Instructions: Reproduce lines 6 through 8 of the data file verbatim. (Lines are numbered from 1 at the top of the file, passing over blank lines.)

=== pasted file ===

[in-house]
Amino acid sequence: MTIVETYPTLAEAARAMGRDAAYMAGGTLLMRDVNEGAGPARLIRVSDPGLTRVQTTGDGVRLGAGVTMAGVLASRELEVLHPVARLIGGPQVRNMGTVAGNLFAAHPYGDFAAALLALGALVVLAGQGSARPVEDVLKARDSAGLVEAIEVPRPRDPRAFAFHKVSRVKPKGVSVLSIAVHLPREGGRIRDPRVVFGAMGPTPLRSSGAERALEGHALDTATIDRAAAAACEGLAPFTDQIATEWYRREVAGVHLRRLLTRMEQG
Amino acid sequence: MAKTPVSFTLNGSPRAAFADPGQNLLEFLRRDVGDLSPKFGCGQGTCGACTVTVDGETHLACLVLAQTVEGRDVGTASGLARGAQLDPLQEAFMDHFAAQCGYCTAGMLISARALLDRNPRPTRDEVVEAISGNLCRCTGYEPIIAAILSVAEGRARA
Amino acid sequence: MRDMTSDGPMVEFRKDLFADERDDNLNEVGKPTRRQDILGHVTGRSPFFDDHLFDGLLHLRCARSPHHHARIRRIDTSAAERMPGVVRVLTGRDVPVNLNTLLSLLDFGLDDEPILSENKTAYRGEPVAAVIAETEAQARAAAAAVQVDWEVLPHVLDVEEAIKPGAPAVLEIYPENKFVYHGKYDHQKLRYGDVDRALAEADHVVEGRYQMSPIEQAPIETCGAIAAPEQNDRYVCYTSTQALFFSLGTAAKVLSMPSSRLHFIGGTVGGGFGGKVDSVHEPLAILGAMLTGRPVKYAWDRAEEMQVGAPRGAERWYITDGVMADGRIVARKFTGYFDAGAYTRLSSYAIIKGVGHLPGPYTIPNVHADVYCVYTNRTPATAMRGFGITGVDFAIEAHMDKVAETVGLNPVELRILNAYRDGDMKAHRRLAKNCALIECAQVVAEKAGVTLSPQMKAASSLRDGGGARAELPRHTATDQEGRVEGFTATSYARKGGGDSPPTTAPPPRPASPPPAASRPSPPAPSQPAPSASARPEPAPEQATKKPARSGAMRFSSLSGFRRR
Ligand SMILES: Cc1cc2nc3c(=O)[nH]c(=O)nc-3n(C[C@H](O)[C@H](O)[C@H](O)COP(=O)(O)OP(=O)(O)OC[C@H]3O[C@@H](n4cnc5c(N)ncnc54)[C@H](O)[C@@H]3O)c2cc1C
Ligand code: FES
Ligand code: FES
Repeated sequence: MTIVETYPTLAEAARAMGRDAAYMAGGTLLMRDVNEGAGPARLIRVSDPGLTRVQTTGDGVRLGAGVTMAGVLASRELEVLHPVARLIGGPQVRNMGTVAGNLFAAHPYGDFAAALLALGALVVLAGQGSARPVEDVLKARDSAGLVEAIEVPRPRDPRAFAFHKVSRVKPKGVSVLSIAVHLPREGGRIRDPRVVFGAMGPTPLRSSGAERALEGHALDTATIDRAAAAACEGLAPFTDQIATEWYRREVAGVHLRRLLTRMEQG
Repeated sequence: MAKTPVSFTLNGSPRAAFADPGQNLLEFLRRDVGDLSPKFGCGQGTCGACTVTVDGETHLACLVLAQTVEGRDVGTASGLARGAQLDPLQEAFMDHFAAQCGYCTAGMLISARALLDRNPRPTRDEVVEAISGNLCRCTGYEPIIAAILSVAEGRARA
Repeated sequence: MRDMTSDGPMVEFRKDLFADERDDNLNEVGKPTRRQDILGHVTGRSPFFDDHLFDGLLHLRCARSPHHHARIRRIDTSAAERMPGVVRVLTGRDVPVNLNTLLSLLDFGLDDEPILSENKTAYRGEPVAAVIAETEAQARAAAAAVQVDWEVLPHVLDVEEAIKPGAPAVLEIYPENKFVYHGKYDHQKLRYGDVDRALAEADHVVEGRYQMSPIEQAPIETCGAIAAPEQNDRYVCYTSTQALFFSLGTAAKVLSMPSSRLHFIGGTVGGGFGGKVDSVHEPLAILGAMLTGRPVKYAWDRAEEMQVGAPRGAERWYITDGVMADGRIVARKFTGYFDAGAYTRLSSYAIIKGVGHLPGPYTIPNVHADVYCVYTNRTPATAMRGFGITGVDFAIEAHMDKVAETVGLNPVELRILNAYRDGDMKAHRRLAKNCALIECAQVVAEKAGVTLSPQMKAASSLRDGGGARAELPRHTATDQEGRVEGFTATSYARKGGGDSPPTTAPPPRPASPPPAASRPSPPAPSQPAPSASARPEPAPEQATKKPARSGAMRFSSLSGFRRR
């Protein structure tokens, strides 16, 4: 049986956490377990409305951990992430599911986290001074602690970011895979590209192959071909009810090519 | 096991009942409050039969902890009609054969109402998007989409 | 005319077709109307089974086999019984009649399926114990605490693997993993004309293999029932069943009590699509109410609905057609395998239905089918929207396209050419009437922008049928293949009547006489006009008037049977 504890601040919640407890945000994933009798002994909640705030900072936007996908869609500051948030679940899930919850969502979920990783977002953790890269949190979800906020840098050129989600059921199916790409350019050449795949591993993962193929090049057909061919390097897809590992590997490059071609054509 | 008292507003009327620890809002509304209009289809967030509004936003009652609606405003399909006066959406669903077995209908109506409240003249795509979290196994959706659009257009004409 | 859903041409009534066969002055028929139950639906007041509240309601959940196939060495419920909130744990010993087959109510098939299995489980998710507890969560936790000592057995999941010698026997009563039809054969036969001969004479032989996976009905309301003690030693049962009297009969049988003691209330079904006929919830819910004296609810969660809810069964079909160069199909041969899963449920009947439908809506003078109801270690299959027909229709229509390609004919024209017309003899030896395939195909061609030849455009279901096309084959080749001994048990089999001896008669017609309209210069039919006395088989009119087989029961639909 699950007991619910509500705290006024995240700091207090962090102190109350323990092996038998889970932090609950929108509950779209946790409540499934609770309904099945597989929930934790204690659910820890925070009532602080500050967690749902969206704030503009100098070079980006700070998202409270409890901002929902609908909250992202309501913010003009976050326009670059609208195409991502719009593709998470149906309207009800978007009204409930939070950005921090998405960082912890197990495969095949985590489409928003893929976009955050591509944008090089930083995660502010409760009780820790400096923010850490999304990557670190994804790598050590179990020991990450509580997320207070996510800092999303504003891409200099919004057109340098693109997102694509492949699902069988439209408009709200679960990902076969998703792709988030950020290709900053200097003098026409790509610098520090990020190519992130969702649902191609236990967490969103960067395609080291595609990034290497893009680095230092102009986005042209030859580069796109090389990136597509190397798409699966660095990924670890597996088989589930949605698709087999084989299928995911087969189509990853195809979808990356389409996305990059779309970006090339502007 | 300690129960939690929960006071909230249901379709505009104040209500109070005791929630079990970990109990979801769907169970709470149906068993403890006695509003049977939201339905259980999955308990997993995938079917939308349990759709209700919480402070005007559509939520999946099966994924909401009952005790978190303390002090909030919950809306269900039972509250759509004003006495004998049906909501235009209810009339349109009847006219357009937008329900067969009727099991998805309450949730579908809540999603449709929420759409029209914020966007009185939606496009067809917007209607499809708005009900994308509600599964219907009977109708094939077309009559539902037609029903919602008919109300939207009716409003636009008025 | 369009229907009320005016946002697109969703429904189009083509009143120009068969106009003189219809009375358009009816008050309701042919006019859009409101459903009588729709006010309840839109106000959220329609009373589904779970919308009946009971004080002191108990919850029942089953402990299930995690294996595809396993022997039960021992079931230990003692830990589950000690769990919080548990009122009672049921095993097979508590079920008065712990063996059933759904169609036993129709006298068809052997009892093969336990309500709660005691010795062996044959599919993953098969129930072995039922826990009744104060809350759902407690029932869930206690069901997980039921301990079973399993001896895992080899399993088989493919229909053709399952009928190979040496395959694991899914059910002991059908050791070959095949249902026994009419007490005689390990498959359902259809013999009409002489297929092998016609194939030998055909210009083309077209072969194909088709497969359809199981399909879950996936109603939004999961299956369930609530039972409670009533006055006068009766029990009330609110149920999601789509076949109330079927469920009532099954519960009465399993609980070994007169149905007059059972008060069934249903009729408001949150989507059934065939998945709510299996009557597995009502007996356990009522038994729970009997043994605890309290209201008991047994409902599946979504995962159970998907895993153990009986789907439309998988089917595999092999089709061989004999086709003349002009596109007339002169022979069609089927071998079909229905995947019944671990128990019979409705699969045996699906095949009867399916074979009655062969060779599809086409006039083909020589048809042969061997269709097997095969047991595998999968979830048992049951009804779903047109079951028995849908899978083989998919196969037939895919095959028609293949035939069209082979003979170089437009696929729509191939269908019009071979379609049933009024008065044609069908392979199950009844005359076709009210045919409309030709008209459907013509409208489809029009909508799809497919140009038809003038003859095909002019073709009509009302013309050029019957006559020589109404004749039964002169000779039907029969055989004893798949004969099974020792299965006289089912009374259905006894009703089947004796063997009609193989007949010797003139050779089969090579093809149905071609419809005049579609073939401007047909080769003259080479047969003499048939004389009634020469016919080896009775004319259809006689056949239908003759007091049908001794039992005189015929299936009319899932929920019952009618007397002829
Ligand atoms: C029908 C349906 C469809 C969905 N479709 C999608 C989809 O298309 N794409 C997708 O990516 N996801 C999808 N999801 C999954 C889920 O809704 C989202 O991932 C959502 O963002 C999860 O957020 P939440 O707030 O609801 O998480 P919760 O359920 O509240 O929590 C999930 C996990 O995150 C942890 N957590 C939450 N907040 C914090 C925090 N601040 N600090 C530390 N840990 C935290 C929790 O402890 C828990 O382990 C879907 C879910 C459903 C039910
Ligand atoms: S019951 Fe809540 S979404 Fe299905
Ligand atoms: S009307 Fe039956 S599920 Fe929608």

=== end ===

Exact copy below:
Ligand code: FES
Ligand code: FES
Repeated sequence: MTIVETYPTLAEAARAMGRDAAYMAGGTLLMRDVNEGAGPARLIRVSDPGLTRVQTTGDGVRLGAGVTMAGVLASRELEVLHPVARLIGGPQVRNMGTVAGNLFAAHPYGDFAAALLALGALVVLAGQGSARPVEDVLKARDSAGLVEAIEVPRPRDPRAFAFHKVSRVKPKGVSVLSIAVHLPREGGRIRDPRVVFGAMGPTPLRSSGAERALEGHALDTATIDRAAAAACEGLAPFTDQIATEWYRREVAGVHLRRLLTRMEQG